President Donald Trump’s mocking of Christine Blasey Ford during his Mississippi rally on Tuesday was not simply an off-the-cuff remark: He believes he can energize his base by tapping into its perception that in America, white males are under attack.
> The president and his political advisers are so convinced that Kavanaugh represents an untapped cultural undercurrent that in Mississippi on Tuesday Trump finally dropped any pretense of sympathy for women who have accused the nominee of sexual misconduct. As a crowd at a political rally chanted “we want Kavanaugh,” Trump lit into the judge’s accusers, picking at inconsistencies and gaps in their allegations.
> “What neighborhood was it in? I don’t know. Where’s the house? I don’t know. Upstairs. Downstairs. I don’t know. But I had one beer, that’s the only thing I remember,” Trump said as he mocked the account of Christine Blasey Ford, who has accused Kavanaugh of sexually assaulting her at a house party while the two were in high school. The audience responded with laughter and cheers.
> “And a man’s life is in tatters. A man’s life is shattered,” Trump said.
> White House officials said they believe they can harness the controversy to energize the president’s core supporters, who regard the allegations against Kavanaugh as a Democratic plot and part of a broader cultural war against white males -- in effect the inverse of the #MeToo movement to hold powerful men accountable for sexual abuses.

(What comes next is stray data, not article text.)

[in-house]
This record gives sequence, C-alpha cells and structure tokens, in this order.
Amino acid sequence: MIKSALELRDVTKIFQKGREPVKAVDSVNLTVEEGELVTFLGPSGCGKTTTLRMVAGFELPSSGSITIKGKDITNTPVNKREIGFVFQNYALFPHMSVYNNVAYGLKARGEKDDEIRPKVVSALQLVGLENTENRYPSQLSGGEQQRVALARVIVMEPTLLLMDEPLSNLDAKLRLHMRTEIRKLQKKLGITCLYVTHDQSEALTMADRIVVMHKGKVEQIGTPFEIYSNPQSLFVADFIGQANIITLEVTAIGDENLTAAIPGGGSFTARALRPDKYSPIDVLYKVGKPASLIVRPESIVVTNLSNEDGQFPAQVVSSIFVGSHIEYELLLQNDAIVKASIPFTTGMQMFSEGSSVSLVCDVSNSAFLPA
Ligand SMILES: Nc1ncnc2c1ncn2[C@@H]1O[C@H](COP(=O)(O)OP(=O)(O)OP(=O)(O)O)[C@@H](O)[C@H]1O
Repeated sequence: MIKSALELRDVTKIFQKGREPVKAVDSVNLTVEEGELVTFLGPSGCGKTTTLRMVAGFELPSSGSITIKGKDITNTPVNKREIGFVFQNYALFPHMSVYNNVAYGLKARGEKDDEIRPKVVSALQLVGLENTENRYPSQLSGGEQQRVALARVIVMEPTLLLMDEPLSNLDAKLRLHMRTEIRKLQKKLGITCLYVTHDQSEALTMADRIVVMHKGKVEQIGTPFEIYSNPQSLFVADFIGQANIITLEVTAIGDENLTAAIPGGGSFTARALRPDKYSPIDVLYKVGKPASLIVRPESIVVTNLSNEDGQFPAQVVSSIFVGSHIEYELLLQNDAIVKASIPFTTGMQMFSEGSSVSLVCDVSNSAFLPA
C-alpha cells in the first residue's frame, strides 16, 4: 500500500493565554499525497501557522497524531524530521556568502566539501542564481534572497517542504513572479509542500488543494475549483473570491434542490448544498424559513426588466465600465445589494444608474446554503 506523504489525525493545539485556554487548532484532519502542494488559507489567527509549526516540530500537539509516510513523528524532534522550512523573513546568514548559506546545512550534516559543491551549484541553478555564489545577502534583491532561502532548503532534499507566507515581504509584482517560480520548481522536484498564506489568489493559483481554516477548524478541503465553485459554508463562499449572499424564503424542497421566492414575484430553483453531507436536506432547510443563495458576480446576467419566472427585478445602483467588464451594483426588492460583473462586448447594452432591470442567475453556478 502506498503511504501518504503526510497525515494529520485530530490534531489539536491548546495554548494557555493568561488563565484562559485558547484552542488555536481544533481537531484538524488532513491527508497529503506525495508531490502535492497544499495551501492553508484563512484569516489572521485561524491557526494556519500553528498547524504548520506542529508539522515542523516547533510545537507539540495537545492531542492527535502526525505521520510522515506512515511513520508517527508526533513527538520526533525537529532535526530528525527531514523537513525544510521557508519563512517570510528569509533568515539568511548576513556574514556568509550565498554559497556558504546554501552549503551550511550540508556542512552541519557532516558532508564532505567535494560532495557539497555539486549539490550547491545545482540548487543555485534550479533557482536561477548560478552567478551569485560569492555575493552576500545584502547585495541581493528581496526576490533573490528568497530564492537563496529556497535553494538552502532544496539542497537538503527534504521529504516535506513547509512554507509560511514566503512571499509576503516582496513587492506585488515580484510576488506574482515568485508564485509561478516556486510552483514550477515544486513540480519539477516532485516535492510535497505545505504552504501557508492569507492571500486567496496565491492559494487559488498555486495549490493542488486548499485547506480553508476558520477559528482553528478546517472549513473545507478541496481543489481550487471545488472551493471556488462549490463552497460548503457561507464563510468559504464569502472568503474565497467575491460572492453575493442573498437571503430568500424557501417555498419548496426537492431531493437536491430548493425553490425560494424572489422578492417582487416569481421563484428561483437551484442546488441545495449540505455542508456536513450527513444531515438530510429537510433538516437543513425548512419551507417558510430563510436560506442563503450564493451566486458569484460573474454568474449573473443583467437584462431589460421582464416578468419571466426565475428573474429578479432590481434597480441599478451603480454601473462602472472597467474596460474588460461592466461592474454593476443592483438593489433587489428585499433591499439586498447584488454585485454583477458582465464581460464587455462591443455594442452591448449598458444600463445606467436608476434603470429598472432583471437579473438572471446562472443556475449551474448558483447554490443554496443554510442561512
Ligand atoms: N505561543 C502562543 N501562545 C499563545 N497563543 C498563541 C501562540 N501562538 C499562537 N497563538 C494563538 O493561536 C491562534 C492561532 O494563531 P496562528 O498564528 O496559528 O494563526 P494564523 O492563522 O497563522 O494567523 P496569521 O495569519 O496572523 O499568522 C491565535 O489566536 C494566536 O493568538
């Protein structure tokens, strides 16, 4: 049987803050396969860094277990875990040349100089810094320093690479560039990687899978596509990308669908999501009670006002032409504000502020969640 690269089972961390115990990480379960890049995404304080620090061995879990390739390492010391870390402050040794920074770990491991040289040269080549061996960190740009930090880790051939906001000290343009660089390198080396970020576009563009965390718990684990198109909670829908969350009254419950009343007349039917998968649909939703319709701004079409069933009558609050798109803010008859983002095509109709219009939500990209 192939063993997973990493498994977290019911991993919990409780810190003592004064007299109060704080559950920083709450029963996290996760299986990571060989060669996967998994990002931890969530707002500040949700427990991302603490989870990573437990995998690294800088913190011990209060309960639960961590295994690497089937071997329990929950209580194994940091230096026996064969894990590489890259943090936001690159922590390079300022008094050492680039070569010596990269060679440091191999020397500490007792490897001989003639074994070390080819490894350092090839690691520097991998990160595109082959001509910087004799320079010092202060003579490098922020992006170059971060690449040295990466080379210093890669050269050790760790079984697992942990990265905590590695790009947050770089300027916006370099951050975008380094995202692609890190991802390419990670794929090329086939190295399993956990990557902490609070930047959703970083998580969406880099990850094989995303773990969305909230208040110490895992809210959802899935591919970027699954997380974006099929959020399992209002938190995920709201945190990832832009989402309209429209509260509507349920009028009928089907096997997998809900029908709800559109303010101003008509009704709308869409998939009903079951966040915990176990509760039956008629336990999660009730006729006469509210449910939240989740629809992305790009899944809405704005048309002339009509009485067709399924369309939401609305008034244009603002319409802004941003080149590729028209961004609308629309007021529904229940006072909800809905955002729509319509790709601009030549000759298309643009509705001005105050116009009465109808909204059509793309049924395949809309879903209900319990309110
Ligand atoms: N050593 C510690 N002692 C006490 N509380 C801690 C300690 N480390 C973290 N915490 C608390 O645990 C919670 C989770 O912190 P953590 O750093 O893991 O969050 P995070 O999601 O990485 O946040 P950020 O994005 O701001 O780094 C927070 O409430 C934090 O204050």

The president’s decision to pursue this line of attack is based at least in part on the White House looking for a divisive issue to jolt the Republican base ahead of midterm elections, Bloomberg said.
But the strategy could backfire:
> The president’s Mississippi remarks were condemned by three key Republican senators, including Jeff Flake, who has said he won’t vote to confirm the nominee before the FBI finishes an investigation of the allegations.
> “There’s no time and no place for remarks like that,” Flake said on NBC’s “Today” show on Friday. “To discuss something this sensitive at a political rally is just not right. It’s just not right. I wish he hadn’t of done it. It’s kind of appalling.”
> Two other Republican senators who haven’t committed to confirming Kavanaugh, Maine’s Susan Collins and Alaska’s Lisa Murkowski, also criticized Trump’s remarks. Collins said in a statement: “The president’s comments were just plain wrong.” Murkowski told reporters his remarks were “wholly inappropriate.”
White House Press Secretary Sarah Sanders said Trump had simply stated the fact regarding Ford’s testimony, but that is not entirely accurate.
As Bloomberg notes, “she told the Senate Judiciary Committee that the assault took place upstairs, contrary to Trump’s characterization.”
Trump took aim at another of Kavanaugh’s accusers during the rally as well:
> After mocking Ford, he turned his attention to Julie Swetnick, who has claimed in a sworn affidavit that Kavanaugh participated in efforts at high school parties to get girls intoxicated so that groups of boys could have sex with them.
> “This woman had no clue what was going on, and yet she made the most horrible charges,” Trump said.